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Flyin’ Saucers Rock & Roll: The Cosmic Genius of Sam Phillips
Enter to win a “cosmic” music experience! Win tickets to see Flyin’ Saucers Rock & Roll: The Cosmic Genius of Sam Phillips at the Country Music Hall of Fame® and Museum before it closes on June 12, official exhibit merchandise and music that Sam Phillips impacted, including music by Johnny Cash, Elvis Presley, and more! You’ll also win tickets to tour Historic RCA Studio B and Hatch Show Print.
One of the most innovative and inspiring figures in the history of American music, Sun Records founder Sam Phillips introduced the world to Johnny Cash, Howlin’ Wolf, Jerry Lee Lewis, Roy Orbison, Carl Perkins, Elvis Presley, Charlie Rich, and many more. The Country Music Hall of Fame® and Museum will explore Phillips’s life and career with the exhibition Flyin’ Saucers Rock & Roll: The Cosmic Genius of Sam Phillips, which opens August 28, 2015.
Co-curated by Presley biographer Peter Guralnick, author of the forthcoming biography Sam Phillips: The Man Who Invented Rock and Roll, the exhibition will take an in-depth look at Phillips and the social and cultural impact of the music he captured on such revolutionary recordings as Jackie Brenston’s “Rocket 88,” Elvis Presley’s “That’s All Right,” and Johnny Cash’s “I Walk the Line.”
More than merely creating a sound, Phillips initiated a sensibility. Working in Memphis in the 1950s, he preached the value of self-belief and “individualism in the extreme” to both country and blues performers, encouraging artists not to polish their sound. “I have one real gift,” he told David Halberstam, “and that gift is to look another person in the eye and be able to tell if he has anything to contribute, and if he does, I have the additional gift to free him from whatever is restraining him.”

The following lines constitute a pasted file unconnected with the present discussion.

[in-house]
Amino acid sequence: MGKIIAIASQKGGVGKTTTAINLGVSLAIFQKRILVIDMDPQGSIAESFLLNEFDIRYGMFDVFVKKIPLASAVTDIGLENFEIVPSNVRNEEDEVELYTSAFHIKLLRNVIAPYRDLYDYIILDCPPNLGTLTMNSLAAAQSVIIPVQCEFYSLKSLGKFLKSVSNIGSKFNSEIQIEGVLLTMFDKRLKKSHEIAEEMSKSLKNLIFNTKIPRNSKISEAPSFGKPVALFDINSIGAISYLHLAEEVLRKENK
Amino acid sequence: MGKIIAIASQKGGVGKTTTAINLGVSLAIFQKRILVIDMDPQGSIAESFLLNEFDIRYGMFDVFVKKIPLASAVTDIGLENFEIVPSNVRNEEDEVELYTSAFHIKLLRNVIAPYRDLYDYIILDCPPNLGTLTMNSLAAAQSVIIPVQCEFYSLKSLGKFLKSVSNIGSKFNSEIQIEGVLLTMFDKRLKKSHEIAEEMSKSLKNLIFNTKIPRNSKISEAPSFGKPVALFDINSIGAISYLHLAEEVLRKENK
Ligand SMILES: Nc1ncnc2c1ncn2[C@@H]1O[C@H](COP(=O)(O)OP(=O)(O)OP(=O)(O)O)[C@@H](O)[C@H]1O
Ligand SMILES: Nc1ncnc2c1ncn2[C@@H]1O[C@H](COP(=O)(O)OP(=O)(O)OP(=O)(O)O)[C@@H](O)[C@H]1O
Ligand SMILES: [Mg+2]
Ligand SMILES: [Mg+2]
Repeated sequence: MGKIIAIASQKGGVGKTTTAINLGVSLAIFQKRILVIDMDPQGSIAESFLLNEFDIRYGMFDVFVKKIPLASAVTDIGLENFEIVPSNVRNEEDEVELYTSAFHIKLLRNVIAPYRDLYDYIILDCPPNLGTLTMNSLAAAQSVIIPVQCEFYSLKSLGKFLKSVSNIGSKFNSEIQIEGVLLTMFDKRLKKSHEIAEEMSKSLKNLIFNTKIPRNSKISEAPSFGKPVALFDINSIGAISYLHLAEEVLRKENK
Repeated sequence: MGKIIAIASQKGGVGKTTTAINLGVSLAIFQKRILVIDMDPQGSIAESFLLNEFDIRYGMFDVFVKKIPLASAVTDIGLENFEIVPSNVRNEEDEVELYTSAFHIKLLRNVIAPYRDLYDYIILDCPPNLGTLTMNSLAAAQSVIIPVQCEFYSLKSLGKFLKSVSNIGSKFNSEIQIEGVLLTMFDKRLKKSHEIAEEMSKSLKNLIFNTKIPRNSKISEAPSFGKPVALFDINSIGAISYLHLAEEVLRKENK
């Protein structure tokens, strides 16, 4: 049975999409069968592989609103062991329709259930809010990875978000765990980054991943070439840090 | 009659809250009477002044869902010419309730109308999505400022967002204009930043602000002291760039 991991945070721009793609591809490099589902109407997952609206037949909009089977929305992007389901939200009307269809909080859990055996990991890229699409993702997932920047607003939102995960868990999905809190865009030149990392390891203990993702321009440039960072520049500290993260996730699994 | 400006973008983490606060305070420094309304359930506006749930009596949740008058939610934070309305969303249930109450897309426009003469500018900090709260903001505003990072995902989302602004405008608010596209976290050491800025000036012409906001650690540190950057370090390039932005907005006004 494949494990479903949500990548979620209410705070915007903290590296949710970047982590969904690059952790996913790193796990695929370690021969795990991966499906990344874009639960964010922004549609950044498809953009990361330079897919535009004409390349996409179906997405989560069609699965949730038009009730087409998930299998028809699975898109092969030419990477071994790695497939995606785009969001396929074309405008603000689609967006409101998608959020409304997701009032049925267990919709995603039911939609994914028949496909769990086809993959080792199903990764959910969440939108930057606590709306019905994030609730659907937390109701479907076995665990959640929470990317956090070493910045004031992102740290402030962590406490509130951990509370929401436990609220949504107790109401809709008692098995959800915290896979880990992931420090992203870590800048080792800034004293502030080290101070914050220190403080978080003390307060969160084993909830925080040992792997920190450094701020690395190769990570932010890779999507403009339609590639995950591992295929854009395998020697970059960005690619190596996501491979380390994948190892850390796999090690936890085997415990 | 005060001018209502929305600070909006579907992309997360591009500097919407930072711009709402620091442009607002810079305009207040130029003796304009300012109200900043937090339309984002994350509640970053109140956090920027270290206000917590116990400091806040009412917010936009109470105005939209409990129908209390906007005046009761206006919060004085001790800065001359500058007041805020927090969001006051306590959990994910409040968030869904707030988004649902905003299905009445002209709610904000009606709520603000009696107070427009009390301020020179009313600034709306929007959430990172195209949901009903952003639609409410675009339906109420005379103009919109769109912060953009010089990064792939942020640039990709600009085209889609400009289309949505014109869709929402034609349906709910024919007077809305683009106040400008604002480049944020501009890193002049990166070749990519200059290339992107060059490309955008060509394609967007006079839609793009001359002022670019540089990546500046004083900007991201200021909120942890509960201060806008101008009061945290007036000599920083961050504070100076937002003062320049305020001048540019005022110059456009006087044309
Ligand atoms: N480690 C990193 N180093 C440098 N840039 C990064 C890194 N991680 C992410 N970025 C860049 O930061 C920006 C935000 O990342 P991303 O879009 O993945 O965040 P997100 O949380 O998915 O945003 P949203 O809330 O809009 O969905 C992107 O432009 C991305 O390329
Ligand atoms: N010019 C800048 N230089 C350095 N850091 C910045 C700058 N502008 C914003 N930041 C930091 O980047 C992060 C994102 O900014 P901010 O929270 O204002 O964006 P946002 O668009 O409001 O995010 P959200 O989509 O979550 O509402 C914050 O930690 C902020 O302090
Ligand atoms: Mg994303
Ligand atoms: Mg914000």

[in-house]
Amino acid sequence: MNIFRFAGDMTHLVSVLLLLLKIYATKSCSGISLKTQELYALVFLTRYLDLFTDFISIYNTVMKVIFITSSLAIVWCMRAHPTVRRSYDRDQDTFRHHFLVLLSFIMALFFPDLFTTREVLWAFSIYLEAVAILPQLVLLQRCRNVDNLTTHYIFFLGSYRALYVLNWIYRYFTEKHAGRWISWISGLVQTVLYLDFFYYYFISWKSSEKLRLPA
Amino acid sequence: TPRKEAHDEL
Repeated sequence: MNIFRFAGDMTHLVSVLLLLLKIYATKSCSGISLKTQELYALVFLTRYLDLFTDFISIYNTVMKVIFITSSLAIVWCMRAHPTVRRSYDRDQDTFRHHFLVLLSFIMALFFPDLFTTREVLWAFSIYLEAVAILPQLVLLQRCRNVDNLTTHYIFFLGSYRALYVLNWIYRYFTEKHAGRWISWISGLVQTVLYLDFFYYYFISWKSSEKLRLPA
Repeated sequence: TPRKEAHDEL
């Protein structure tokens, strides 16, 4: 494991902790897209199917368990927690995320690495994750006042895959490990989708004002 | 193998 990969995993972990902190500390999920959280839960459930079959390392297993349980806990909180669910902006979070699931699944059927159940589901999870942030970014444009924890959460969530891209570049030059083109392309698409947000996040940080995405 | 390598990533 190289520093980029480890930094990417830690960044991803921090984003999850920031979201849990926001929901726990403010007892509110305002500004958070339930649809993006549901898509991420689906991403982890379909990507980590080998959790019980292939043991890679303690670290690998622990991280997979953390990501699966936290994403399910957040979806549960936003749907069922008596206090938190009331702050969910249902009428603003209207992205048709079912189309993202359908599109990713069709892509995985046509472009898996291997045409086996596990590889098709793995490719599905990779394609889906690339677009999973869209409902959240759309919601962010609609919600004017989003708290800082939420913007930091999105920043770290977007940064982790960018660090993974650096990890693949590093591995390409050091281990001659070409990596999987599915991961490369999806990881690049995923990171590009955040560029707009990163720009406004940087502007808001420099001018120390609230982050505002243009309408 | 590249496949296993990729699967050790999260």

With Sun Records and the recording studios he owned, Phillips created a progressive oasis in heavily segregated Memphis. He worked to challenge the cultural assumptions of the day, blur color lines, and instigate needed social change. The result was a straightforward and soulful sound that helped develop rock & roll out of a country-blues mix. Musical integration eventually undermined barriers of racial segregation and discrimination as the Civil Rights movement gathered force.
The exhibit will be accompanied by an exhibit catalog, also titled Flyin’ Saucers Rock & Roll: The Cosmic Genius of Sam Phillips. Published by the museum’s Country Music Foundation Press, the volume will include dozens of archival photographs and beautiful color images of many of the artifacts in the exhibit. The book will be available in the Museum Store. #CosmicSamPhillips
Flyin’ Saucers Rock & Roll: The Cosmic Genius of Sam Phillips is funded in part by a grant from Humanities Tennessee, an independent affiliate of the National Endowment for the Humanities.